Who am I to begrudge Liam Neeson for creating his own movie genre? Starting with 2008’s Taken, “Liam Neeson Movie” has come to mean anything starring Neeson as an older, haggard guy single-handedly dispatching the opposition. Some have been good (A Walk Among the Tombstones, The Grey), and some haven’t worked as well (Non-Stop, Unknown), but he’s never failed to turn in a quality performance along the way. So there’s that.
Neeson’s latest is Run All Night, a dark, gritty shoot-out flick with a body count higher than the number of wrinkles on Neeson’s 62-year-old face. And while the film doesn’t quite match the level of, say, Taken, it still largely accomplishes what it sets out to do.
Neeson is Jimmy Conlon, a former hitman for his longtime compadre, Brooklyn kingpin Shawn Maguire (Ed Harris). After one of the more needlessly convoluted set-ups in recent movie memory, Jimmy shoots and kills his old friend’s son Danny (Boyd Holbrook) to keep Danny from shooting Jimmy’s estranged son Mike (Joel Kinnaman). So Shawn calls out the troops, which include the usual assortment of thugs, toughs, and corrupt cops, for a little revenge.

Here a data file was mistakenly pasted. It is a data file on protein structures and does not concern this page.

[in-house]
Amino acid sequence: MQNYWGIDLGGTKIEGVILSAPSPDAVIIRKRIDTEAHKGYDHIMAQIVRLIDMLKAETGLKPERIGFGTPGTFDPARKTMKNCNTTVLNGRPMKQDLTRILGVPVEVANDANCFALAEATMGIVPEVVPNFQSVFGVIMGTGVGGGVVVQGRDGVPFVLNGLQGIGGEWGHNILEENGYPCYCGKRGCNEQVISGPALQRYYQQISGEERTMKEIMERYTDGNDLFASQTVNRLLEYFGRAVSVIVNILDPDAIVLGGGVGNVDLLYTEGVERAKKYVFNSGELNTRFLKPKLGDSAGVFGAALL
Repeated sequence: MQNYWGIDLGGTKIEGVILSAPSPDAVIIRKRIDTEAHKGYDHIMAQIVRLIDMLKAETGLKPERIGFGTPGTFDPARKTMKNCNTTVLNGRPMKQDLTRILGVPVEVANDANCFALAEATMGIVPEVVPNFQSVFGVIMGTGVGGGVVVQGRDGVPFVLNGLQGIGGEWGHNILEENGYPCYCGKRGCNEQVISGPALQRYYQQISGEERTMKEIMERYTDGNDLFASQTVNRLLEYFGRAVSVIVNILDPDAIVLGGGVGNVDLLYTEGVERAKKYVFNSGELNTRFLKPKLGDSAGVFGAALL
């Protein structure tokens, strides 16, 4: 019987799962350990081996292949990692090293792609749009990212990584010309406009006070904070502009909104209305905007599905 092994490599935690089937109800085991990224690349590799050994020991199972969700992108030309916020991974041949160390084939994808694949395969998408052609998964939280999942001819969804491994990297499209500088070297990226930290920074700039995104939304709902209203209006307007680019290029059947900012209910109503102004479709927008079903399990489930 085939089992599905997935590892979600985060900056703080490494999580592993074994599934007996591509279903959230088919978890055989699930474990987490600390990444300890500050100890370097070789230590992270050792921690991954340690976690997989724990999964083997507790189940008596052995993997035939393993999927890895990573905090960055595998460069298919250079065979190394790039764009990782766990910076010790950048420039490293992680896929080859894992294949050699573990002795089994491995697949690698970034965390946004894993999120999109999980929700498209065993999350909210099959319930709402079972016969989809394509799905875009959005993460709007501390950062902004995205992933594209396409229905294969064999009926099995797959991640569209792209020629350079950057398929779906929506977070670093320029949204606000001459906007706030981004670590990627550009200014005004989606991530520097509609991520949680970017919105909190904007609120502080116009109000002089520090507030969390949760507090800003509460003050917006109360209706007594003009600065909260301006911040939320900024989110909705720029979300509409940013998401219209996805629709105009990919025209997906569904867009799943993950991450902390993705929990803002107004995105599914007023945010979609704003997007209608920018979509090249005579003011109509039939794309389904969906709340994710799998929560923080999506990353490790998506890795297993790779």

Director Jaume Collet-Serra, who also helmed those two “haven’t worked as well” Neeson films I mentioned above, does a generally decent job with Run All Night. Set over the course of one, long evening, it whisks us from borough to borough, through rainstorms and car chases and high-rise manhunts– though I could have done without all the swooping (and distracting) “let’s quickly get from one side of Manhattan to the other” shots. Collet-Serra does know how to ramp up the tension, though, and the pace moves briskly for the most part– only getting bogged down when Jimmy and Mike start the process of (sniff) reconnecting as father and son.
Neeson and Harris are both solid in the lead roles, and their raw performances help offset the fact that every single character is horribly unlikable. It’s hard to root for someone when they don’t have a redeemable trait to speak of– but Neeson and Harris fight through the script to make it happen.
In the end, Run All Night doesn’t really do anything to set itself apart from any other Liam Neeson Movie, but we’re not talking Schindler’s List or Rob Roy here– those are what used to be Liam Neeson Movies.